Are there any products I need to which I need to pay closer attention?

Yes.  Gluten is sometimes in products you wouldn’t think of such as soy sauce.  Most of it has a lot of wheat in it.  Why?  I don’t know.  Soybeans are cheap.  Why not just make it out of soy?  There are some brands that have a version made out of just soy.  The ones I know of are Kikkoman’s (make sure it’s the gluten free version), La Choy, and San-J.  This is one of the main reasons that many Asian dishes are not gluten free.  Some restaurants have become aware of this and have gluten free options on their menus.  Yay!

What am I going to eat for breakfast without gluten?

There are lots of good breakfast options.  If you want cereal, there are several brands out there that have really become aware of allergens.  Cheerios, Chex, and Fruity Pebbles all have gluten free varieties.  There are lists online of gluten free cereals, so just do a search and read ingredient labels.  Oatmeal is another good option (use gluten free oats if you are being careful about gluten.)  Eggs and many bacons and several sausages are gluten free.  I usually get Hormel, Oscar Meyer, or Hillshire Farms bacon and either HEB, Jimmy Dean, or Johnsonville sausage.  If you are unsure and it is not clearly labeled, check with the companies again as I did most of my checking about 3 years ago.  Potatoes and smoothies are also good options.  I have several breakfast recipes listed on my blog for baked goods for the morning.  Check out your gluten free aisle in your local grocery store and don’t forget the “healthy” section of the freezer.  Sometimes they have prepared things in there, but they may be expensive.

Do I have to buy only things that say gluten free?

Not necessarily.  If you are very sensitive or don’t know how to read labels yet, you may want to do so until you know more information.  There are several companies that are very good about labeling things gluten free.  If it’s something from their company and it doesn’t have the gluten free label, I assume it’s not.  Jimmy Dean labels things gluten free as well as HEB and Chex and many others.  There are other companies who have decided that they will name any ingredient that might have gluten in it.  They don’t necessarily test the products to see if they are gluten free so they can’t label it as such, but they declare all gluten containing ingredients.  Last time I checked, Hillshire Farms, Oscar Meyer, Frito Lay, and Hormel do that.  With those brands I just read the label carefully for things like malt or oats and if it looks safe, I eat it.  I make my own judgment call with other brands.  Sometimes companies change their recipes, so periodically check the labels of products you use frequently.  If the product is from a company that doesn’t label clearly, I usually avoid it if it says vague things like “spices” or “natural flavors.”  Like I said before, if you are severely allergic, please get more specific advice from your doctor.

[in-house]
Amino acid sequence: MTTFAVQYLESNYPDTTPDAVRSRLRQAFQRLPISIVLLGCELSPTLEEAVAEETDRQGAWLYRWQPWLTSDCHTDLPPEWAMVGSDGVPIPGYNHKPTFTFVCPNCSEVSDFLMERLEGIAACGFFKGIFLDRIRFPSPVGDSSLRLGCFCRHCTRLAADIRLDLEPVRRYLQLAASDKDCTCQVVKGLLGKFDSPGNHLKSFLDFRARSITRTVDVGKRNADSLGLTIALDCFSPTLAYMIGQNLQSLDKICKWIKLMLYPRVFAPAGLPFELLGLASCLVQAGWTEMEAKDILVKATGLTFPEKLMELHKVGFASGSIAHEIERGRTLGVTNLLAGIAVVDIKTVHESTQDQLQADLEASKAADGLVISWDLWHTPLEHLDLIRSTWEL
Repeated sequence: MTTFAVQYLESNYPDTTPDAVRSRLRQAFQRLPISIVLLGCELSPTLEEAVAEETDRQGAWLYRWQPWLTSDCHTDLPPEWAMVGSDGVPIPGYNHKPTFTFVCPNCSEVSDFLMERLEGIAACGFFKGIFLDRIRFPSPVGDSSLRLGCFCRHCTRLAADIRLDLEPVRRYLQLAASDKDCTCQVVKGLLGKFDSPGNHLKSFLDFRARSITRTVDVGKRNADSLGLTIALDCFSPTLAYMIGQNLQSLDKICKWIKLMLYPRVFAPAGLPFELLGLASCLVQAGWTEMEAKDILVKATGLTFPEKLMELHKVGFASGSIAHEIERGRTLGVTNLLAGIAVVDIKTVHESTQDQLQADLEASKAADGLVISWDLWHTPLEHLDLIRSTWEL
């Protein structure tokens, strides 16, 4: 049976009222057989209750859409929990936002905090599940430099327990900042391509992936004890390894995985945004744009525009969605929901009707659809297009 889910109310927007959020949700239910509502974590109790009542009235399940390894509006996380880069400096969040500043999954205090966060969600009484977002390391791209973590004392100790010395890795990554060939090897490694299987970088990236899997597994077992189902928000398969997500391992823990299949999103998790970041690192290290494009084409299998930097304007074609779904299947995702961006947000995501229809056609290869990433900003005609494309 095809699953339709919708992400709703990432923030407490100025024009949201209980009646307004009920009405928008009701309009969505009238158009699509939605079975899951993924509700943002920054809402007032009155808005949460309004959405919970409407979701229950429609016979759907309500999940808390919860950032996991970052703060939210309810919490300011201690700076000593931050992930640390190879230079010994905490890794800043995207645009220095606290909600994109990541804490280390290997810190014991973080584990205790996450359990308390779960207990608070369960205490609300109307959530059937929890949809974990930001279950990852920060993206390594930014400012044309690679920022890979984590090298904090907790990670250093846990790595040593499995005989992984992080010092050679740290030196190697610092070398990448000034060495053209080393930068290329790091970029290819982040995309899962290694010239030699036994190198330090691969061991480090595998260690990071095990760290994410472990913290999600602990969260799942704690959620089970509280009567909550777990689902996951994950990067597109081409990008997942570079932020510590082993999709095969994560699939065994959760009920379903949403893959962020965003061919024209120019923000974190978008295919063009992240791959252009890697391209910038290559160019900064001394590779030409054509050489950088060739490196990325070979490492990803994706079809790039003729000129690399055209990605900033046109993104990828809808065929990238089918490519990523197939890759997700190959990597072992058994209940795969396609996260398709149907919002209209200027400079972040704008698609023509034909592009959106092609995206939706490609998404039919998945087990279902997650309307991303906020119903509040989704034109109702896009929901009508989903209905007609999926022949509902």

I once tried something that was gluten free and it was terrible.  Am I forever doomed to eat tasteless food?

No!  That is one of the purposes of this blog!  Some things don’t hold up well on a grocery store shelf.  I tend to prefer homemade goods especially since there are not many pre-made products that are gluten, dairy, and egg free.  Flours like almond meal and coconut flour can be very good, but they will give your food more of a gritty texture and it may have a “healthy” taste to some people.  I typically avoid them, especially since most coconut flour recipes call for eggs, which I can’t really eat without consequences.  Your best bet is to use a blend of flours and a little bit of xanthan gum or a 1-to-1 baking flour mix.  If you really want to use a baking mix, I have found that several of Pamela’s turn out quite well without eggs.  They usually have a variation written on the bag, so thank you, Pamela!  Also, for main courses, there are plenty of things that are naturally free of gluten or that can easily be made so without changing the quality of your end product.  Check out my main dish tab.